It certainly says ‘Stothert’

Popped into the Guildhall yesterday to check out the fireplaces in the banqueting room.

Dan Brown of www.bathintime.co.uk suggested l take a look after l had commented upon the local industrial name of Stothert being stamped on the front of an oven door in the kitchen of the new No 1 Royal Crescent Georgian house display.IMG_4106

Seems before Stothert teamed with former apprentice engineer Pitt to go on into crane production, the family did fireplaces too.

The name was clearly stamped but not so clearly in my fuzzy picture.

Two down and one to go!

Two down and one to go!

It was all because l was excited to find the chandeliers in the vast room being cleaned by the same company who look after the cut-crystal at the Assembly Rooms.

IMG_4108 The guys from Brotheridge Chandeliers of Skelmersdale tell me it takes a whole day to deal with each of the huge hanging lights.

The room has got to be one of Bath’s most magnificent interiors. The Guildhall was finally constructed by Thomas Baldwin from 1776.

Bath to join spa ‘super-league?’

Bath to join spa ‘super-league?’

Twenty six years ago Bath won international recognition for itself by successfully bidding to be classified as a World Heritage site. The accolade from UNESCO applauded its archaeology, Georgian architecture, social history, town planning and  beautiful setting but there was no mention of it being a spa resort –  something it can boast it has been right from the 1st to the 21st century.IMG_3201

Things could change – that’s if a new association Bath is undertaking bears fruit. It’s decided to team up with 13 other spa towns across Europe  to see just what it takes to be a spa and what new credentials could be added to the list. Bath is the only one in the group to be a World Heritage site. The others make no attempt to hide the fact they want that too.

Mayor's guides gather to hear more about Bath Spa!

Mayor’s guides gather to hear more about Bath Spa!

Members of the Mayor of Bath’s Corps of Honorary Guides gathered at the Pump Room last night to hear more about the new joint study. There to address them was Tony Crouch – World Heritage Manager for Bath and North East Somerset Council – and Christopher Pound who is an architect and World Heritage advisor to those seeking such an accreditation .

Tony said there were obvious benefits to having World Heritage status. It was a ‘badge of honour’  a ‘hallmark of quality’ and recognised as ‘a global brand’ internationally. It helped in trying to fight unwelcome planning applications, it was helpful in bringing more tourists and gave local businesses a ‘marketing edge.’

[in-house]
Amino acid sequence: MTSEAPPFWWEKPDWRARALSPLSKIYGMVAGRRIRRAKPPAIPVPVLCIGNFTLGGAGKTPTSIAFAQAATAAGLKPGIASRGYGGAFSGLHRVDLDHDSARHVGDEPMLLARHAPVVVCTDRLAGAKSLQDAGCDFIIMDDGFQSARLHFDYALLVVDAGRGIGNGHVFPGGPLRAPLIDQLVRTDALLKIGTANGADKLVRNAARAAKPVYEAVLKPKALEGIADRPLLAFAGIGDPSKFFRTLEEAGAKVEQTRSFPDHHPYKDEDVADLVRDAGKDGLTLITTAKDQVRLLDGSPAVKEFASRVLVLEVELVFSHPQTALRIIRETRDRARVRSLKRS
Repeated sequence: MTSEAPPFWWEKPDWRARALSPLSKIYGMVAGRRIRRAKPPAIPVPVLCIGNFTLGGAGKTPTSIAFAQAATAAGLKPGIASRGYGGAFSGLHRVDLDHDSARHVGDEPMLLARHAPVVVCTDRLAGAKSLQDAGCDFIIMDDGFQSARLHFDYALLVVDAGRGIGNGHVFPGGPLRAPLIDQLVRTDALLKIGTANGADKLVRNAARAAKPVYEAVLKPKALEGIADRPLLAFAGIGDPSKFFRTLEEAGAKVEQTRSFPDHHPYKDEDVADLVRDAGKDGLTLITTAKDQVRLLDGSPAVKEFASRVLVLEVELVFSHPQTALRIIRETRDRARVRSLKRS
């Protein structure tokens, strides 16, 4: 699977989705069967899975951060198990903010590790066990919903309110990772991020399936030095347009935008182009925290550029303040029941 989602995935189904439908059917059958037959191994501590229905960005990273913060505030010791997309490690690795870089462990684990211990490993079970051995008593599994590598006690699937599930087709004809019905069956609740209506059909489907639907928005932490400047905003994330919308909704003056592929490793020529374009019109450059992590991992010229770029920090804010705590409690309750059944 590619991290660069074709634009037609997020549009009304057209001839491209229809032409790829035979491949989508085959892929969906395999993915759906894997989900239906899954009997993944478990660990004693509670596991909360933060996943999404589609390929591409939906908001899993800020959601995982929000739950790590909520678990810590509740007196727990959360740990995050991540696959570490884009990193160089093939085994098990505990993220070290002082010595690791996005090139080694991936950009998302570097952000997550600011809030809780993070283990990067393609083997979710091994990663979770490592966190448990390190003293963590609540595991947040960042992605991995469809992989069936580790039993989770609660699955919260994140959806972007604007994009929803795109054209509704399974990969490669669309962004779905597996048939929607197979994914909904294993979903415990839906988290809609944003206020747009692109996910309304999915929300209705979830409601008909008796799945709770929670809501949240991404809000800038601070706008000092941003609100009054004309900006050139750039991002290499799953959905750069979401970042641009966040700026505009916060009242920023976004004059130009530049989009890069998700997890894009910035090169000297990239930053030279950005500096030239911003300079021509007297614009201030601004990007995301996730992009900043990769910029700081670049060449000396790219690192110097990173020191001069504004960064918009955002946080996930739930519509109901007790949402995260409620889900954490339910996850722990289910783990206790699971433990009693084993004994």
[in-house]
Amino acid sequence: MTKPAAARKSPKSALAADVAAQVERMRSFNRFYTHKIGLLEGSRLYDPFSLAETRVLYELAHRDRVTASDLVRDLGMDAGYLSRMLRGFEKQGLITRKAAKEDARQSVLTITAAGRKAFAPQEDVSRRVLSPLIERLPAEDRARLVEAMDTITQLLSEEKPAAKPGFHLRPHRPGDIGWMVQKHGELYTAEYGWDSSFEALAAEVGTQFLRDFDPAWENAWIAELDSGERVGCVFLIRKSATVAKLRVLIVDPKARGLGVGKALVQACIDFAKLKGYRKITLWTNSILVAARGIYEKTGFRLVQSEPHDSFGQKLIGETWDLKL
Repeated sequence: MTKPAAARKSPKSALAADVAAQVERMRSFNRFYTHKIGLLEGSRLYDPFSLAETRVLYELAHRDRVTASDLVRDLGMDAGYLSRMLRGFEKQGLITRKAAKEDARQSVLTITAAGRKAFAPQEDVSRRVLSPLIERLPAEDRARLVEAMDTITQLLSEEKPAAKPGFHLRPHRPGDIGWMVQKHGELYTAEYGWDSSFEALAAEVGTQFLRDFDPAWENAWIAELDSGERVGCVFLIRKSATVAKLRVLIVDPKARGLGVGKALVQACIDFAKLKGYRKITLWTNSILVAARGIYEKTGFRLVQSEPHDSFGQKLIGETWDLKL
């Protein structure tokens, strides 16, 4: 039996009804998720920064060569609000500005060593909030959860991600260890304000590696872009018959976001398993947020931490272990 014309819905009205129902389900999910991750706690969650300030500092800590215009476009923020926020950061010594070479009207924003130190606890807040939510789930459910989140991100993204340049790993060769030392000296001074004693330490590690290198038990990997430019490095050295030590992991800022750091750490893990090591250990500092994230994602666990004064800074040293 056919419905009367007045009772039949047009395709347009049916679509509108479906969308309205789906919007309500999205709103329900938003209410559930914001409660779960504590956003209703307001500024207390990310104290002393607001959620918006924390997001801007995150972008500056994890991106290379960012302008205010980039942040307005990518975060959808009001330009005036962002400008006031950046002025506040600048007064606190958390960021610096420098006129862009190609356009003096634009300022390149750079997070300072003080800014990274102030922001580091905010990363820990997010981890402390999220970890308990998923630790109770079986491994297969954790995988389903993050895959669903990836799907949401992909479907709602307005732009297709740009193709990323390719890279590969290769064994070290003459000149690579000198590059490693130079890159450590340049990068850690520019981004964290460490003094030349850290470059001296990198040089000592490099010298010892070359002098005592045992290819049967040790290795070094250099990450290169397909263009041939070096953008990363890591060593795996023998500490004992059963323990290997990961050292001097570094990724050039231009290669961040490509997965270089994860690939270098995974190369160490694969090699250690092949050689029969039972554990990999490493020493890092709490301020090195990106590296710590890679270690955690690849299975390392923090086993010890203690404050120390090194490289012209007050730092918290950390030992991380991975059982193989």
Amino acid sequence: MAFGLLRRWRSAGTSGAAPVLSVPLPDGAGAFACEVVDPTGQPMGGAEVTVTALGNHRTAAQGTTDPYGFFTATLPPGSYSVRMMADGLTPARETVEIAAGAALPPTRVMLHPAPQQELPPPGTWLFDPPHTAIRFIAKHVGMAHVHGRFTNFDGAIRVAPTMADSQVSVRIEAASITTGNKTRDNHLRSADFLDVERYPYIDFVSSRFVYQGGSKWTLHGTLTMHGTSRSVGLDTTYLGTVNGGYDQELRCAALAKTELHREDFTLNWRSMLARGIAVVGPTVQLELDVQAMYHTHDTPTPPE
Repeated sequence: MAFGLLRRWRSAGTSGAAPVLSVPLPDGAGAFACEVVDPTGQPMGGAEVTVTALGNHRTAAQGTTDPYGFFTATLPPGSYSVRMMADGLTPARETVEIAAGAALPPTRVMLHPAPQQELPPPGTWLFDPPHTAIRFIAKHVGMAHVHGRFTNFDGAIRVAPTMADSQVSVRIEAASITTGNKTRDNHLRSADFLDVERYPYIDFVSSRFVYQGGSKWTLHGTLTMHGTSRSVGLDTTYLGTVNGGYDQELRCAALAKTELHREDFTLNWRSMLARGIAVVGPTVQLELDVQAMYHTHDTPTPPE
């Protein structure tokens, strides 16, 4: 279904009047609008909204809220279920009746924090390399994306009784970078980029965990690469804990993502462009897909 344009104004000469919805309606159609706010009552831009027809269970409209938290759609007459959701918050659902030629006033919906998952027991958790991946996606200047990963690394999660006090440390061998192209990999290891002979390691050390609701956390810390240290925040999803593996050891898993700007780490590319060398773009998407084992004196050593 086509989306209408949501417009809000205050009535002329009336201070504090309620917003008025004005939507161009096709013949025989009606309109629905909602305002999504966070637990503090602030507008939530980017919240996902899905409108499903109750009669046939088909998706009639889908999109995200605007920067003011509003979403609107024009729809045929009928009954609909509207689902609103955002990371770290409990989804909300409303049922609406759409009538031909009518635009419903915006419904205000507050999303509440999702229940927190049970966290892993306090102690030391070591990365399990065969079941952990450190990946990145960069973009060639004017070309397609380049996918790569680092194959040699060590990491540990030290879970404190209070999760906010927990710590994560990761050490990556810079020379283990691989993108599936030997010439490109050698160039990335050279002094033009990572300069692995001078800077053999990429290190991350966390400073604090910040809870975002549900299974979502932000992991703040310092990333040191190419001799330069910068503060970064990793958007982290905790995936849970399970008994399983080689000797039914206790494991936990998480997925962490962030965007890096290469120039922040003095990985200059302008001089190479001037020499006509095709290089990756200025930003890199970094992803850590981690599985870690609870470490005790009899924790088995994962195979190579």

Tony Crouch - World Heritage Manager for B&NES

Tony Crouch – World Heritage Manager for B&NES

Tony explained that UNESCO were still only thinking about archaeology and architecture  when it came to a place like Bath but he said there was more emphasis today about what went on in those buildings and spaces and how the people – residents and visitors – interacted. What you could call the cultural dimensions of the spa resort.

Christopher Pound went on to talk about the contributions all the spas had made to European medicine, culture and science.

Here at Bath’s Mineral Water Hospital – fed with thermal water – doctors had devised diagnostic medicine.

It was also important to look at other aspects of the history of a spa city. Elements of the sacred and spiritual, healing, the 18th century Enlightenment, the coming together of different groups in the public realm and erosion of class, the evolution of manners, the development of a tourist industry, a look at gambling and entertainment and the management of the city.

Christopher Pound addressing the Mayor of Bath's guides.

Christopher Pound addressing the Mayor of Bath’s guides.

While it was clear to all that associating with Bath was a benefit to other spa towns looking for World Heritage status, we were not altogether sure about  exactly what our city stands to gain from joining ‘the Great Spas of Europe’ group.

There was a feeling amongst guides that we didn’t want to risk losing our place on the World Heritage list in search of other reasons for being there! It was – after all – archaeology and architecture that attracted most of the four million plus tourists who come to Bath each year.

However it would be nice to have recognition as a spa town and join a sort of ‘champions league’ and it was also worth pointing out, said Tony Crouch, that on matters like ‘fracking’ in the search for natural gas supplies, that emphasising Bath’s importance as a working spa helped show Government how any such activity allowed nearby might threaten the three sources of the city’s thermal waters.

IMG_3231

Looking past the Cross Bath towards the Thermae Spa, old Hot Bath and new Gainsborough Spa Hotel.

Finally the study would be looking at how Bath could develop a ‘spa quarter’ in the part of the city that had always been associated with drinking and bathing in the hot spring waters.

Exploiting the ‘well-being’ factor could bring even more businesses into our spa resort where the local economy already benefits to the tune of 380 million pounds per year and upon which 10,000 jobs depend.